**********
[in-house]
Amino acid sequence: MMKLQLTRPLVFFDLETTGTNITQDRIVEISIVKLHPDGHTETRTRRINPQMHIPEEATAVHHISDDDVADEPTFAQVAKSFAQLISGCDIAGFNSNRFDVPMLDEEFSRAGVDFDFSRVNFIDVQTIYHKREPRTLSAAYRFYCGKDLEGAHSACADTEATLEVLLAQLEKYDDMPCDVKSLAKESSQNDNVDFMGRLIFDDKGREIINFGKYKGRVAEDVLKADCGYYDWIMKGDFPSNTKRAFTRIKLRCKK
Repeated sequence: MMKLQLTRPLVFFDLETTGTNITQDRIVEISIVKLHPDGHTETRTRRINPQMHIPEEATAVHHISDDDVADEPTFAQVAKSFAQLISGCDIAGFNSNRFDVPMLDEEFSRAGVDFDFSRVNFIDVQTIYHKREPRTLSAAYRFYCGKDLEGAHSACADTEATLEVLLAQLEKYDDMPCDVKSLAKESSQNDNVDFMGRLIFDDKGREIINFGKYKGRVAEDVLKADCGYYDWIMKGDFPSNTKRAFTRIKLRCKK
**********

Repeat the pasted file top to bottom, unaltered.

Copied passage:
[in-house]
Amino acid sequence: MMKLQLTRPLVFFDLETTGTNITQDRIVEISIVKLHPDGHTETRTRRINPQMHIPEEATAVHHISDDDVADEPTFAQVAKSFAQLISGCDIAGFNSNRFDVPMLDEEFSRAGVDFDFSRVNFIDVQTIYHKREPRTLSAAYRFYCGKDLEGAHSACADTEATLEVLLAQLEKYDDMPCDVKSLAKESSQNDNVDFMGRLIFDDKGREIINFGKYKGRVAEDVLKADCGYYDWIMKGDFPSNTKRAFTRIKLRCKK
Repeated sequence: MMKLQLTRPLVFFDLETTGTNITQDRIVEISIVKLHPDGHTETRTRRINPQMHIPEEATAVHHISDDDVADEPTFAQVAKSFAQLISGCDIAGFNSNRFDVPMLDEEFSRAGVDFDFSRVNFIDVQTIYHKREPRTLSAAYRFYCGKDLEGAHSACADTEATLEVLLAQLEKYDDMPCDVKSLAKESSQNDNVDFMGRLIFDDKGREIINFGKYKGRVAEDVLKADCGYYDWIMKGDFPSNTKRAFTRIKLRCKK